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GrowZA concludes innovation partnership with leading South African University


Partnership showcase with CPUT leadership, Industrial Development Corporation and SIyavana Solutions Petrochemicals


Many have argued that innovation is a fuzzy concept, used so often and in so many different contexts that it is now hard to know what we mean when we say innovation.


We are pragmatists first, and so GrowZA defines innovation as the use of evidence-based and collaborative approaches to accelerate social progress as expressed in the SDG's and to find creative solutions to achieve wider goals of social transformation and systemic change, in light of local and global challenges, working in collaboration with other development actors and stakeholders.


Today, non-governmental organisations (NGOs) and other civil society organisations (CSOs) worldwide find themselves having to navigate increasingly uncertain realities, in a context of global environmental, social, political, and economic instability. Managing uncertainty is key to innovating successfully in the social sector, and amidst ongoing transformations and the Covid-19 pandemic, innovation has been increasingly hailed by practitioners, policymakers, and donors as an answer to international development challenges.


In this spirit, we have actively sought our practical partnerships that drive innovation and opportunity.


One such partnership concluded this quarter is with the Cape Peninsula University of Technology’s Adaptronics laboratory. The partnership is a coordinated effort to

1) Forge technology partnerships with community-based SMME's requiring advanced manufacturing research and development support

2) Resource the academic pipeline of students from underserved communities into engineering, technology and innovation fields of study

3) Developing socially relevant curriculum


The work of the partnership is funded by the Technology Innovation Agency fuelled by 3 of the SDG 17 targets namely Technology, Capacity building and Trade (find an outline below).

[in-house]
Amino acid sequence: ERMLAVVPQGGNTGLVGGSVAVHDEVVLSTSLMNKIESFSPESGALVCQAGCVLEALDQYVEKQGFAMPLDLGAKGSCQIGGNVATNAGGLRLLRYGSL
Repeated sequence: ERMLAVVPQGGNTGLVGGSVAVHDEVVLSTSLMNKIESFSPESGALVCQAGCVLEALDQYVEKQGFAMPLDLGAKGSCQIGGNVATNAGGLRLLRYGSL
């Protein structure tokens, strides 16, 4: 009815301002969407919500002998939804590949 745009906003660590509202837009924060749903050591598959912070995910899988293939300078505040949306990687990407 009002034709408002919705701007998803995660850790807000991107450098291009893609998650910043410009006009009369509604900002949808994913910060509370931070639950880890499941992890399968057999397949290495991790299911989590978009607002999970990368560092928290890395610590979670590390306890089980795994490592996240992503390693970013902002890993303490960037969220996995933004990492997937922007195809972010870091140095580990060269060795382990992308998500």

The partnership is driven by leading academics in mechanical and electrical engineering supported by an advisory committee made up of community stakeholders and industry professionals.


Scaling of the upcycling process of fuel pump systems across Africa through the application of the objectives of SDG 12 is the maiden project initiated by the partnership and sees the team tackle the redesign and manufacture of imported fuel pump components by harnessing local insights, talent and infrastructure.


GrowZA invites industry partners to reach out to grow@growza.co.za to scope what a technology partnership for social impact could look like in their context.


This is how we #GrowZA


SDG 17 Targets for the GrowZA CPUT Technology partnership


1) Technology


Enhance North-South, South-South and triangular regional and international cooperation on and access to science, technology and innovation and enhance knowledge sharing on mutually agreed terms, including through improved coordination among existing mechanisms, in particular at the United Nations level, and through a global technology facilitation mechanism

Promote the development, transfer, dissemination and diffusion of environmentally sound technologies to developing countries on favourable terms, including on concessional and preferential terms, as mutually agreed

Fully operationalize the technology bank and science, technology and innovation capacity-building mechanism for least developed countries by 2017 and enhance the use of enabling technology, in particular information and communications technology


2) Capacity building


Enhance international support for implementing effective and targeted capacity-building in developing countries to support national plans to implement all the sustainable development goals, including through North-South, South-South and triangular cooperation


3) Trade


Promote a universal, rules-based, open, non-discriminatory and equitable multilateral trading system under the World Trade Organization, including through the conclusion of negotiations under its Doha Development Agenda

Significantly increase the exports of developing countries, in particular with a view to doubling the least developed countries’ share of global exports by 2020

Realize timely implementation of duty-free and quota-free market access on a lasting basis for all least developed countries, consistent with World Trade Organization decisions, including by ensuring that preferential rules of origin applicable to imports from least developed countries are transparent and simple, and contribute to facilitating market access


Read up in the United Nations Sustainable Development Goals here